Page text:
Jan Uhrbach, associate editor of Siddur Lev Shalem, introduces musical possibilities for texts unique to First Fruits.
A Meditative & Lively Kabbalat Shabbat Introduction: Pages 7 & 9-10
“Shir Ha-shirim Asher Lishlomoh” | Song of Songs 1:1-4 (pp. 7)
“L'khu N’ran’na” | Psalm 95 (pp. 9, lines 1-10; pp. 10, lines 9-13)
The siddur presents the opening verses of the Song of Songs as a possible way to begin a Friday night service, instead of Y’did Nefesh.
This rendition presents the Song of Songs passage in a meditative mode, using a melody that expresses great yearning. Those community members who are comfortable chanting the Hebrew might certainly join in, and the community might also be invited to hum quietly alongside the prayer leader, or to listen in meditative silence, connecting to one’s deepest, most authentic yearnings.
We’ve paired this with an especially joyful and rhythmic Yemenite melody for L’khu N’ran’na. The sudden shift in mood is designed to create an experience of being called to awaken from our private reveries of longing, to join with the prayer leader and each other on a journey in search of the Beloved.
We’ve conceived of L’khu N’ran’na as a call and response – the prayer leader chants the opening verses once, and the community repeats after him/her. The prayer leader chants the next verse, and the community responds again with L’khu N’ran’na as a refrain. This pattern follows the meaning of the words – the leader says “come and join me on this journey,” and the community responds “yes, we are joining you on this journey” (see the note on the bottom right corner of page 9 – “Come”). The pattern can be repeated for the entire psalm, or the rest of the psalm can be prayed silently (with or without the melody being chanted in the background). Here, we’ve envisioned the middle of the psalm being prayed silently. The melody then returns for the end of the psalm, with the community responding again with the L’khu N’ran’na refrain.
The yearning melody we used for the opening of the Shir Ha-shirim works also with other Shir Ha-shirim passages. You'll find here a recording of the last portion of Shir Ha-shirim in the Siddur (page 23, Shir Ha-shirim 2:11-13), which might also be chanted to create a kind of melodic frame around the first five psalms, setting the stage for the Psalm 29 and L’kha Dodi.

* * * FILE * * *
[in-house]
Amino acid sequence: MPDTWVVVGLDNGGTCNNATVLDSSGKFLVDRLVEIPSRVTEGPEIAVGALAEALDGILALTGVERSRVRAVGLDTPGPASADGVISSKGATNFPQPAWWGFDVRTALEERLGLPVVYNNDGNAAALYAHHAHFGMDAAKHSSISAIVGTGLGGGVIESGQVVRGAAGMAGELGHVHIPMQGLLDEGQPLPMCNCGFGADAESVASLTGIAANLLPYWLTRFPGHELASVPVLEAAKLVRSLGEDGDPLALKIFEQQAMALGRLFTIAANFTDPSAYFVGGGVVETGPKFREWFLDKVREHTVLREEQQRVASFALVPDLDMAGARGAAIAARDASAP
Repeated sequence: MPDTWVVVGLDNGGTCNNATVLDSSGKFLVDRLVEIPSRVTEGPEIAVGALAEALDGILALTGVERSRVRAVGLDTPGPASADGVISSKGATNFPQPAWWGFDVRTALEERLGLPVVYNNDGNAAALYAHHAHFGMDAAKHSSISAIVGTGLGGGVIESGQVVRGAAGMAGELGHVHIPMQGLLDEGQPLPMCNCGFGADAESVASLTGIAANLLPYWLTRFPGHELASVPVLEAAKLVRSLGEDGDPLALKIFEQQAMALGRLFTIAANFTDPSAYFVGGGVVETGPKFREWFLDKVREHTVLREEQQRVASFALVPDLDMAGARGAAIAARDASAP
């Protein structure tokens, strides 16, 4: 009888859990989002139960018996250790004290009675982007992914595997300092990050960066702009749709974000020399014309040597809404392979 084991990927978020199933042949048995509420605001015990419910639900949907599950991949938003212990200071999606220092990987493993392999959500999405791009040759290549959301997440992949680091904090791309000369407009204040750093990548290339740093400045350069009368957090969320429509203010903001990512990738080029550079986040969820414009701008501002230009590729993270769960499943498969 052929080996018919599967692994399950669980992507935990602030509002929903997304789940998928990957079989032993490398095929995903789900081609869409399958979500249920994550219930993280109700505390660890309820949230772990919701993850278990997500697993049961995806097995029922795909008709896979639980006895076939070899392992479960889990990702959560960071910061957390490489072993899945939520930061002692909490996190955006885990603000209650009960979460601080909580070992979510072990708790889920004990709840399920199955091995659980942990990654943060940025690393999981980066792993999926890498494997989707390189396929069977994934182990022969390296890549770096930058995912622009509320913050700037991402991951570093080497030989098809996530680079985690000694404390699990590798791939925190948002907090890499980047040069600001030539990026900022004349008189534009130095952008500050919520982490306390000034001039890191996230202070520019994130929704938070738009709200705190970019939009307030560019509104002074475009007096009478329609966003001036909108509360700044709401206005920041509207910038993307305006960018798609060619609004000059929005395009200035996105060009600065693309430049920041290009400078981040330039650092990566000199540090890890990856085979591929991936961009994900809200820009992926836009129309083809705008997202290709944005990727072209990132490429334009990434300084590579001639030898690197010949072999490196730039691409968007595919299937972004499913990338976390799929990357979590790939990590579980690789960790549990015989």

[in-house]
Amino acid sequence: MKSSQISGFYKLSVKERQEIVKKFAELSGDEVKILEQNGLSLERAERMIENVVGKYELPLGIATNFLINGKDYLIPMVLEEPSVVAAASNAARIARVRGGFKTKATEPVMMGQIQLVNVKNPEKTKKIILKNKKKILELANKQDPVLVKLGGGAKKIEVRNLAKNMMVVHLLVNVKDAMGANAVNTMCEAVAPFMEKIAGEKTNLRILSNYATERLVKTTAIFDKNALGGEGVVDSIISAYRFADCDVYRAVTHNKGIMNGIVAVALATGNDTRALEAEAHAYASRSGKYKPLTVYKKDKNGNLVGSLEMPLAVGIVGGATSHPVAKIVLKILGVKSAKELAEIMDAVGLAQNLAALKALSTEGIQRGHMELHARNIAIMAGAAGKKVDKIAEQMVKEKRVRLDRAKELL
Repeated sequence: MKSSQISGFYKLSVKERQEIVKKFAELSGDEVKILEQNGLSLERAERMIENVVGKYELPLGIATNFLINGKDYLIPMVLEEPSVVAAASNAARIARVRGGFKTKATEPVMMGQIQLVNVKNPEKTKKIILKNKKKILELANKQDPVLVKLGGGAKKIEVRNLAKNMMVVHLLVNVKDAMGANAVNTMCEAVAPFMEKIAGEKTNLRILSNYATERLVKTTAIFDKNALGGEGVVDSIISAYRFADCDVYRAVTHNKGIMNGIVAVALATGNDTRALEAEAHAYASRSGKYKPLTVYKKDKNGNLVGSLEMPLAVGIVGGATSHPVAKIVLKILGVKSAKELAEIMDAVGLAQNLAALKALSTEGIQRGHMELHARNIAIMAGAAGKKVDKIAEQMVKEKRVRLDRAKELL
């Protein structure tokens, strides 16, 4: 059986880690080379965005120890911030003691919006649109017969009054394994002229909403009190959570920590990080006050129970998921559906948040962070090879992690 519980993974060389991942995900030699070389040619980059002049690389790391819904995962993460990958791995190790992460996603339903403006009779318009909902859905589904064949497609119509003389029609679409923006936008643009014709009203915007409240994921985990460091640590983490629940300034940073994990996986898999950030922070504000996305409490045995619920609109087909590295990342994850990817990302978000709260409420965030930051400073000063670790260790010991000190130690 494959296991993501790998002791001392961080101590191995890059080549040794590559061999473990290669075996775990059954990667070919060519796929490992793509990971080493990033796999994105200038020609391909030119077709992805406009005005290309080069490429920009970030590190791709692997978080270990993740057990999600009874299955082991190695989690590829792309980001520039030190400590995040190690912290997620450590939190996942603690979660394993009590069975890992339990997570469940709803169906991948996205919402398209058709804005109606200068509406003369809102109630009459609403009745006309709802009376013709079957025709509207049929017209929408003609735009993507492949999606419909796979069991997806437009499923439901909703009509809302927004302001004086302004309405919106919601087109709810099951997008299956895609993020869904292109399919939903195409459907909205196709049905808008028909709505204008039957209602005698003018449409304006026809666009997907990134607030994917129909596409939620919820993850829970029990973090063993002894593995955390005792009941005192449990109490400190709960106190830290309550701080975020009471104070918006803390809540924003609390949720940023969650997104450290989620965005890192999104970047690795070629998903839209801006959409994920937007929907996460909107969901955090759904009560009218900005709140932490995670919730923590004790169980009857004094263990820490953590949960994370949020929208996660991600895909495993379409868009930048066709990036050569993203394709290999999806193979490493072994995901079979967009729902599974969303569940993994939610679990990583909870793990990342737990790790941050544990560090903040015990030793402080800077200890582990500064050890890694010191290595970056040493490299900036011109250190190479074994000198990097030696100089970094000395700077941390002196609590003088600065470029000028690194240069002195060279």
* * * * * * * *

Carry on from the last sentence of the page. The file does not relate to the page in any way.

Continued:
We've also recorded the L'khu N'ran'na by itself, with congregational singing, to demonstrate how it might be experienced with full congregational participation.
“B’amud Anan” | Psalm 99 (pp. 22, 4 lines from the top)
“Kol Dodi” | Song of Songs 2:8 (pp. 23)
“Every Rose is an Isle” | Zelda poem (pp. 23, left margin)
“Havu Ladonai B’nei Eilim” | Psalm 29 (pp. 24)
We chose this section, and these very widely-used melodies, to demonstrate the way that a selection of the Song of Songs might be integrated seamlessly into existing melodies for the Psalms. In addition, we wanted to provide an example of how the poems in the left-hand margin might be used, and of the way that English might be read simultaneously with the chanting of Hebrew. This technique can work not only with the supplemental poetry, but with the English translation of the Hebrew liturgy itself.
The melody for the conclusion of Psalm 99 is commonly used in many Conservative synagogues. The melody for Psalm 29 is a Carlebach tune, also in widespread use. The chanting of Kol Dodi – with the Zelda poem read over it – would also blend well with other melodies for Psalm 99 or 29.
In addition, a prayer leader might choose to highlight and sing a different verse of the Song of Songs from the selection on page 23.
“Ana B’kho’ah” | pp. 25
“You Are the Celestial Light” | Solomon ibn Gabriol poem (pp. 25, left margin)
This is another example of the way an English poem might serve as an introduction to the liturgy.
Here, the poem by Solomon ibn Gabirol is read over a niggun (melody), which then transitions to the chanting of Ana B’kho’ah. One might introduce the sequence with the comment in the bottom right corner of page 25 (“Undo the Knot”), and allow a moment of silence in which individuals are invited to identify something they wish to be released from on this Shabbat. The selection by Marge Piercy on page 11 (left margin) might then sometimes be read aloud over the melody, instead of the ibn Gabirol poem from page 25.
“Mei’eit Nit’nah Samah Bah/Mi Khamokha” | Alternate (Italian) blessing following the Sh’ma (pp. 52, 5 lines down)
The Italian text of this blessing for Friday night is especially beautiful and meaningful. It does recall the Exodus from Egypt as a historical model of redemption. But it also brings another model of redemption – Shabbat – and highlights the giving of Torah at Sinai, and specifically the gift to us of Shabbat, as a critical moment in the redemptive narrative.
In doing so, the liturgist plays on the language of V’sham’ru, in which God speaks of Shabbat as beini u-vein b’nei Yisrael ot hi l’olam (It is a sign between Me and the people Israel for all time). Here, we speak of Shabbat in precisely parallel language: bein’kha u-veineinu ot hi l’olam (an eternal sign between us). To highlight this connection, we’ve set a portion of this blessing to the same melody that many congregations use to chant the V’sham’ru, keeping the language that is parallel in the same melody line as those words would be in the V’sham’ru.
Then, in order to highlight that this version of the blessing focuses on Sinai as a redemptive moment, and to chant the Mi Khamokhah section in a celebratory mode, we’ve set the next section of the blessing to the Carlebach melody which is generally used for V’ha’eir Eineinu.
Both melodies are very widely known and familiar. The blessing concludes in a traditional nusah mode. We've included two recordings of this rendition. The first envisions shared leadership of the service and therefore utilizes two voices, the second models how it might be chanted by an individual prayer leader.